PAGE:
Ha ha… well, do you want to find a job and make money? If you answered yes, then I highly suggest you dive into web design. The facts are that the demand for web design is massive, and you can charge more money for web design over print design. The number of students coming out of school with GOOD web skills is not what it should be. No offense, but print designers are a dime a dozen. I get 5 resumes a week from designers looking for work that don’t know web. I’m not saying you HAVE to have web skills. But I would guess that web skills will quadruple your chances of landing a job, probably more. And the job you do get will pay more.
When I left school I had almost no web designing skills. But the demand was there immediately. So, I learned Go Live (a precursor to Dreamweaver) and started building websites. Since then I’ve hired lots of web designers and I don’t do that work anymore. But when you’re getting started you don’t have the luxury to write your own perfect job summary. You have to take the jobs that are available. Right now the web is where the demand is.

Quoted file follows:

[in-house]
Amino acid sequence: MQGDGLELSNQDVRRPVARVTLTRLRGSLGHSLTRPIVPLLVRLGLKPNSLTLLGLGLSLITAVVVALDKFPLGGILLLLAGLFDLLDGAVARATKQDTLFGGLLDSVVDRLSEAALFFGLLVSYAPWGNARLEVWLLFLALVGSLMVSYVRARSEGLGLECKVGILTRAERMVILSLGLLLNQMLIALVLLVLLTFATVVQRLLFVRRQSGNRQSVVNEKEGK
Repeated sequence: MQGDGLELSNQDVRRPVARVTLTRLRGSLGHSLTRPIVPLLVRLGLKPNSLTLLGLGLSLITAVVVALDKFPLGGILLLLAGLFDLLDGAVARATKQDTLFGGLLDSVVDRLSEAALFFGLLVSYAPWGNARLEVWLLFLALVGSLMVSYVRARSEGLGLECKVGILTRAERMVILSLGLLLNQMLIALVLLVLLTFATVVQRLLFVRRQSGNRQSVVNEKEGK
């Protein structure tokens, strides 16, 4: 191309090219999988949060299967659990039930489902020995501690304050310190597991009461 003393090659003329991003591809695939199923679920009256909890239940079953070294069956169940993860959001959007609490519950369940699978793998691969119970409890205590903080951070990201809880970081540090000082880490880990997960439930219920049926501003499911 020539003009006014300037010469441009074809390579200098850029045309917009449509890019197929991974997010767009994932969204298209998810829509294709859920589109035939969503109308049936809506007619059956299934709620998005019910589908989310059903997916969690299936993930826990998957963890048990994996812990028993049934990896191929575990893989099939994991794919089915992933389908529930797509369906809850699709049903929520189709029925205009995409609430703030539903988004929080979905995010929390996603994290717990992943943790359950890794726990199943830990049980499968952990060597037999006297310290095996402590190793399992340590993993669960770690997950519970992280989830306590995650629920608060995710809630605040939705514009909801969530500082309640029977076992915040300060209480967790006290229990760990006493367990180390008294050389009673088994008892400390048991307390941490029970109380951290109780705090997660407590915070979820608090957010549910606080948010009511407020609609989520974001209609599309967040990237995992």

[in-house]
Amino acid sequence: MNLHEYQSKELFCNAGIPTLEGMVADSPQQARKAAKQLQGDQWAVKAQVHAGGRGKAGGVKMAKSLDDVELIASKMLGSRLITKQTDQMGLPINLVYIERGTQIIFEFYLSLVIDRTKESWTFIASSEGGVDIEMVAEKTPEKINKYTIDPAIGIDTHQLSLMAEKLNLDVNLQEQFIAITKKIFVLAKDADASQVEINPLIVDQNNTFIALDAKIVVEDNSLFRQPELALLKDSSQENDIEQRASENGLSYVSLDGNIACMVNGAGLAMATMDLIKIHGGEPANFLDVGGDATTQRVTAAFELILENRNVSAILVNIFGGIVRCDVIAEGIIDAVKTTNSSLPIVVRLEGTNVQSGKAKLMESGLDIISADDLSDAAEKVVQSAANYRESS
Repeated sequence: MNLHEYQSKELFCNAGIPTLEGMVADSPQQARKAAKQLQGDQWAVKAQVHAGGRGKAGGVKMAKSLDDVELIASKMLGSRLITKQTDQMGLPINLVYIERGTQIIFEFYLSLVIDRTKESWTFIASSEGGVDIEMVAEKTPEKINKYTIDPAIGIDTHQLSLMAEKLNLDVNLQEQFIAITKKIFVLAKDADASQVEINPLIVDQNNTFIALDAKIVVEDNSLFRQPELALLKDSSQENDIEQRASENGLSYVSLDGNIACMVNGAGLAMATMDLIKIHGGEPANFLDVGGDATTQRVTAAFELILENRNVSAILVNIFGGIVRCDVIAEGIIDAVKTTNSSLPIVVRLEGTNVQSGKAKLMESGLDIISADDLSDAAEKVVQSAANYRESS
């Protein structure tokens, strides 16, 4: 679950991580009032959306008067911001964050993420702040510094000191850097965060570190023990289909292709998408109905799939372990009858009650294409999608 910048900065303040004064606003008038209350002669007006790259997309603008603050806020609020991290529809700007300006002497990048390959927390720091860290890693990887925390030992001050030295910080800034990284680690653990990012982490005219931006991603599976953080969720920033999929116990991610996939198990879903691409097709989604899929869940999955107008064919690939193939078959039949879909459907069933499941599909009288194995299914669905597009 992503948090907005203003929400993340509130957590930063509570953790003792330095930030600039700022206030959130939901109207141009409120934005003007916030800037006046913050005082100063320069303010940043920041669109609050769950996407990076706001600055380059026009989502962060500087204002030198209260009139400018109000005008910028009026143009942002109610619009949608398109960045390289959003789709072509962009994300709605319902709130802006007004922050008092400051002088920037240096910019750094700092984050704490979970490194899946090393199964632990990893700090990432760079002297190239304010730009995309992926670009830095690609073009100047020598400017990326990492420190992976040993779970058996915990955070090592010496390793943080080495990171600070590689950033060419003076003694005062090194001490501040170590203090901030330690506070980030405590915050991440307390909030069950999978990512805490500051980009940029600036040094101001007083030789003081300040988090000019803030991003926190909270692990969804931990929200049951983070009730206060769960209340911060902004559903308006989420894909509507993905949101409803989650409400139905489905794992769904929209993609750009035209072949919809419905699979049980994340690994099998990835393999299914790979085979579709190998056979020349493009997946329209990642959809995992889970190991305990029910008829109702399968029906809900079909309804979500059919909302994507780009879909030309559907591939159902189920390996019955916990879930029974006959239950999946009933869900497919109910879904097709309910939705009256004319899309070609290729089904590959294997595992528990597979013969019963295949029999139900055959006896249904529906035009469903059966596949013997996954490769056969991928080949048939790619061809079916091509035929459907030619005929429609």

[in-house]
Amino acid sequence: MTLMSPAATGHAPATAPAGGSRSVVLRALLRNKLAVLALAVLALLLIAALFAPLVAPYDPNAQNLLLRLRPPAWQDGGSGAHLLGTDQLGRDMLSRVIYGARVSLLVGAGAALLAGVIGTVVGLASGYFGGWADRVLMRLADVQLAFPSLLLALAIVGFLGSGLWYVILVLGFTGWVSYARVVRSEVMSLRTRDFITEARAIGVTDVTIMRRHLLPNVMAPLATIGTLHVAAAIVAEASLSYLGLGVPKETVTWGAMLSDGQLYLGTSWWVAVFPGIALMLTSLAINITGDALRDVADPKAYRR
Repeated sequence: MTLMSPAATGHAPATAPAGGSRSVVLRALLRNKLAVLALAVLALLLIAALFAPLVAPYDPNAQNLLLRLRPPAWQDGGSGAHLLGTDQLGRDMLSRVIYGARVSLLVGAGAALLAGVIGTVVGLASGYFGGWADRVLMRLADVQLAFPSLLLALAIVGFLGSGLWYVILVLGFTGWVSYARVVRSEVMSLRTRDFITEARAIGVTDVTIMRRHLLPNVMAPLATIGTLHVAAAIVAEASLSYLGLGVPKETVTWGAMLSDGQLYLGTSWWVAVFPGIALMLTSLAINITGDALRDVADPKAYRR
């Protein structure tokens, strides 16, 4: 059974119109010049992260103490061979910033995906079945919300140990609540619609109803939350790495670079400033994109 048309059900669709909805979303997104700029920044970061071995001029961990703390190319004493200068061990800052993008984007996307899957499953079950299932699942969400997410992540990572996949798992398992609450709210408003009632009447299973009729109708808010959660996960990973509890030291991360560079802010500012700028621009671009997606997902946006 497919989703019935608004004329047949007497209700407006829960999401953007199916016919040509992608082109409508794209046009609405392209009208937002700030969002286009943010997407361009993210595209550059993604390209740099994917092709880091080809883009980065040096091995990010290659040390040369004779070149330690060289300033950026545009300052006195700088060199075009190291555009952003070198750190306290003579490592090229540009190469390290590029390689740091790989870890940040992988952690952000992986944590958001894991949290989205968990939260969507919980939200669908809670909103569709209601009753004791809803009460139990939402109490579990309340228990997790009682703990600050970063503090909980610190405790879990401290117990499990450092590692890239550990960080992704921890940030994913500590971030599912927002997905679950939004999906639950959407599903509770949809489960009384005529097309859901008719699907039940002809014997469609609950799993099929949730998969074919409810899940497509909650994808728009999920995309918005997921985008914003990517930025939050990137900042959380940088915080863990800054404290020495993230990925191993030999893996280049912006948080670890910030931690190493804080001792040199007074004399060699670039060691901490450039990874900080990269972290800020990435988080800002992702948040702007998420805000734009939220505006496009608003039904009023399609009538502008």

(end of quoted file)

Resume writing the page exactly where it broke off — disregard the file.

What would be your dream company/brand/person to design for?
Marvel Comics of course! If I could do a massive marketing campaign for the entire comic book industry, that would be amazing.
Who/What influences you now? Where you do you find inspiration?
I still like comic books. I am also influenced by my staff. They each have their own styles and skill sets. I am also heavily influenced by great business minds. Since that is now a huge part of my day, I read lots of business magazines and biographies.
What is your process to deal with unruly clients?